Ed Mazza has recently published a paper about Marketing 3D (download here: Marketing 3D Version 2) We have interviewed him exclusively for 3DContentBlog.com
Please introduce yourself and your background in 3D.
Ed Mazza is a marketing and communications consultant with experience in marketing and communications planning, product marketing, training, strategic and tactical marketing. This experience includes a wide variety of products and services including 3D consumer and business products, digital signage advertising, Smart Grid for electric water and gas utilities, cloud computing and telecommunications.
Why did you write this report?
I have written the paper “Marketing 3D – Moving 3D to the Mainstream” and others in this series of marketing 3D products because I perceive a need to arm the overall 3D industry with the tools necessary to bring 3D to the public. When I first worked in the 3D industry as a Director of Marketing for an autostereoscopic display company, I fell into the trap that many before me and since have fallen into: This technology is so cool that people will be drawn to it. However, nothing could be further from the truth. Even though 3D has been around for many years, it has a perception problem, a PR problem if you will.
Due to past negative perceptions of 3D and 3D as a fad and also the overwhelming 3D press touting the dangers and death of 3D, the acceptance of 3D by the public is going to take a different approach than your typical marketing effort. It is going to take an industry wide demand generation program. It is going to take convincing the public, one segment at a time, that 3D does add to the viewing experience and not just for jump out of the screen effects that in some cases do not even match with the story.
What is the future of 3D in your view?
3D and other advanced visual technologies have a great potential to change the way we view any visual content. 3D visual technologies add yet another tool to the arsenal of story tellers, no matter who they are or what story they are telling, another tool to tell their story. Just as moving pictures, sound, and color added to the way we tell stories, 3D provides yet another tool to immerse the target audience in the story or message. 3D also provides a new and unique and exciting viewing experience for the general public.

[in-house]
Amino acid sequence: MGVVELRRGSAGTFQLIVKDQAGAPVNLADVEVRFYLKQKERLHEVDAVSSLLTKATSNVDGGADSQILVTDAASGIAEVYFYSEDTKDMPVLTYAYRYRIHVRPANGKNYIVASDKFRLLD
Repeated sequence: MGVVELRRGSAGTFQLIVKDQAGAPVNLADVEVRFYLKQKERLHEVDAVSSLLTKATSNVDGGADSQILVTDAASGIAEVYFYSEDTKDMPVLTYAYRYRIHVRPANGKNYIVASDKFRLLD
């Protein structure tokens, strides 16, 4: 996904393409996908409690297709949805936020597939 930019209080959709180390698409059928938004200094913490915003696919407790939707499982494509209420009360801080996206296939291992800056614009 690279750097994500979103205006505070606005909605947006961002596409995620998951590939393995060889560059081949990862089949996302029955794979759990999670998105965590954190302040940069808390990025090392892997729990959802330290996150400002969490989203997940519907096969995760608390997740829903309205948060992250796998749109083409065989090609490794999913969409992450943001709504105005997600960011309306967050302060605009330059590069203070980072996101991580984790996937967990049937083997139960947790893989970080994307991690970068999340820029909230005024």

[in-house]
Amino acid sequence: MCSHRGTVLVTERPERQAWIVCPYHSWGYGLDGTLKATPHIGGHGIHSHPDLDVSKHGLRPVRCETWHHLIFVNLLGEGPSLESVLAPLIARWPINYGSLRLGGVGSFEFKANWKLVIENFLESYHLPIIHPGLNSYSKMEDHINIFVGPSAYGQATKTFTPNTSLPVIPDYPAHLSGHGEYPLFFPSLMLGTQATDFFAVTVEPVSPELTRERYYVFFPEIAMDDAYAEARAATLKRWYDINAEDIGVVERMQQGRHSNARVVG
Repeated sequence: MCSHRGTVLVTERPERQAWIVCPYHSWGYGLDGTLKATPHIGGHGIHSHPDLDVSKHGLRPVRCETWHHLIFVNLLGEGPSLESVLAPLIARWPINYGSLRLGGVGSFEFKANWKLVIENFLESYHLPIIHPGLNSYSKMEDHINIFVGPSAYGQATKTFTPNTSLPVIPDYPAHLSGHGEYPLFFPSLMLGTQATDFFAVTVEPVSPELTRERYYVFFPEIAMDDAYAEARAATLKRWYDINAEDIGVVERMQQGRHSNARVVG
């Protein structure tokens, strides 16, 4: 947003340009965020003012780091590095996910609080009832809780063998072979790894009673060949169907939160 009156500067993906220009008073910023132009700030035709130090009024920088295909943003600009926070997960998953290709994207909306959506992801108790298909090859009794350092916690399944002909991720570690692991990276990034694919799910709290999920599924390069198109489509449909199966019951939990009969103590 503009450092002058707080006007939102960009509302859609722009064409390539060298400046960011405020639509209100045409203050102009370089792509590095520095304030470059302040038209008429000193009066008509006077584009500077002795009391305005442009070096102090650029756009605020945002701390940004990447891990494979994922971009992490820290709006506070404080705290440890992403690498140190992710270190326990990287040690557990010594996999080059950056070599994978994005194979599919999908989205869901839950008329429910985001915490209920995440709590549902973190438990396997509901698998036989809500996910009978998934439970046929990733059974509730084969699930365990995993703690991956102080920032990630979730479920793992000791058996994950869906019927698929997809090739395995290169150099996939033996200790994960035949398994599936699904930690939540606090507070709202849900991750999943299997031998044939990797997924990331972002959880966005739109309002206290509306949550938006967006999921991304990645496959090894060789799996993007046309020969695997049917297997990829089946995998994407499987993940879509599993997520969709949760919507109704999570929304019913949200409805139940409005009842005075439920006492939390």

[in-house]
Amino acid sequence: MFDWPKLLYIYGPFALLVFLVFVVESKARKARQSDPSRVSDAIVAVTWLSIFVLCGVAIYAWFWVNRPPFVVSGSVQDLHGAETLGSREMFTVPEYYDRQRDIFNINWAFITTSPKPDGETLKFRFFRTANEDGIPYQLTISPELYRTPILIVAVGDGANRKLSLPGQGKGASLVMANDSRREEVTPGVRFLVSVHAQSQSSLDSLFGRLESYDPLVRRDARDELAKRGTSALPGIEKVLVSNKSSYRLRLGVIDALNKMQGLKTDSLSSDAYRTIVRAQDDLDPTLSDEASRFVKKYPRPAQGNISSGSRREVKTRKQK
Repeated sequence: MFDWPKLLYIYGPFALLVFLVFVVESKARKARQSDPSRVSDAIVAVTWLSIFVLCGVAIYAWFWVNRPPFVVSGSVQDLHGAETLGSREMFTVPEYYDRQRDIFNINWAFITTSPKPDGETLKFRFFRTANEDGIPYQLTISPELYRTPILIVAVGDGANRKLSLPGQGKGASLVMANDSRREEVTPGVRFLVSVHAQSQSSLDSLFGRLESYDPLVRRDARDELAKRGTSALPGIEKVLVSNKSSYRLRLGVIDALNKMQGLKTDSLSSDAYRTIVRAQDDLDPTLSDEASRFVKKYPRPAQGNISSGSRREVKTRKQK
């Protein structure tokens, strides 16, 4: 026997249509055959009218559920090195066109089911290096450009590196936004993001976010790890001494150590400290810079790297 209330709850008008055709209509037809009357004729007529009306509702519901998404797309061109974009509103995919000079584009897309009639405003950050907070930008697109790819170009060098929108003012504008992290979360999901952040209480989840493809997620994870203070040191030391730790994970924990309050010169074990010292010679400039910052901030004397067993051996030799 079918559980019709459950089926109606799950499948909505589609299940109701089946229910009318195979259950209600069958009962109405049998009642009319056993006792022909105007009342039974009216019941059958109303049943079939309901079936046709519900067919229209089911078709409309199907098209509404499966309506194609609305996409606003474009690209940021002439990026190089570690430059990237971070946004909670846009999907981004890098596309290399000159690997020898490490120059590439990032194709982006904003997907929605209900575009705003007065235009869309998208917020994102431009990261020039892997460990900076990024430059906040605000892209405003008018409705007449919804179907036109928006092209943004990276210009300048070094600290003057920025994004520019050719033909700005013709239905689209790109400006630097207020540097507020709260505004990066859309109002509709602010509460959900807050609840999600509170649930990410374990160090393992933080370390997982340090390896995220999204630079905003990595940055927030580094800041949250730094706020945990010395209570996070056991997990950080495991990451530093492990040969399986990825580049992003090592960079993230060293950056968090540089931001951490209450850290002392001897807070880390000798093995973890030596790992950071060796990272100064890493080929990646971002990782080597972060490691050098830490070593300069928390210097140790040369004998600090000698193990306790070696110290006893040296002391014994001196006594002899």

I believe that 3D has a bright future and together with the other advanced imaging technologies such as 4k and 8k, 3D can finally make the break from the reoccurring fad that comes around every decade or so to a generally accepted viewing experience. I also believe that in the end, glasses or no glasses will not be a barrier to public acceptance of 3D in the home market. The end user can choose the right technology that fits their desired viewing experience.
How would you handle all the ‘3D is Dead’ press? Won’t any PR attempt bring the negative press to the forefront?
It seems that negative press will always be there. With the current situation, the press not includes not only your standard online and print media, but also includes many bloggers with an incredible following. Many in the media seem to crave an opportunity to find fault and to be the one who can say in the end that “I told you so.” Negative press is not necessarily a bad thing. Negative press gives the opportunity to not only respond with the real story along with proof points but also to change the conversation. For example, Apple has become quite good at handling negative press. With the latest release of the IPhone 6 and IPhone 6Plus, many in the press jumped at the chance to criticize the new larger sized products. They especially pointed out and relayed the rumor that the larger phone can bend. I saw many stories of people walking into stores and bending the phone. Apple jumped on this and in fact changed the conversation to the advantages of the larger phone. In the end apple iPhone 6 sales reached a record 10 million iPhones in just three days
For 3D let’s change the conversation. Let’s talk about advances in the user experience. Let’s talk about what we have learned about the technology and where it is going. Do not get into a argument with someone who is not going to change their mind. Let’s change who we are talking with. Let’s use other press, other editors, and other channels such as blogs and social media to get out our message. Another method would be to use reverse SEO. Put out as many messages, articles, and press releases with positive messages targeted to the public that will in turn push down the bad press in the search engine listings.
How would one control the message to the public with so many equipment and content vendors with skin in the game?
This is the difficult but no impossible part of a successful demand generation program. However, a consistent message to the general public along with consistent responses to editors, bloggers, and social media is imperative to circumvent the negativity that is bound to happen. The best way to avoid the inconsistencies that are bound to happen with so many different individuals and companies involved is to have an industry wide organization take the lead in a comprehensive demand generation and response program specifically geared toward 3D. This organization would have to have buy-in or membership including the top equipment and content vendors.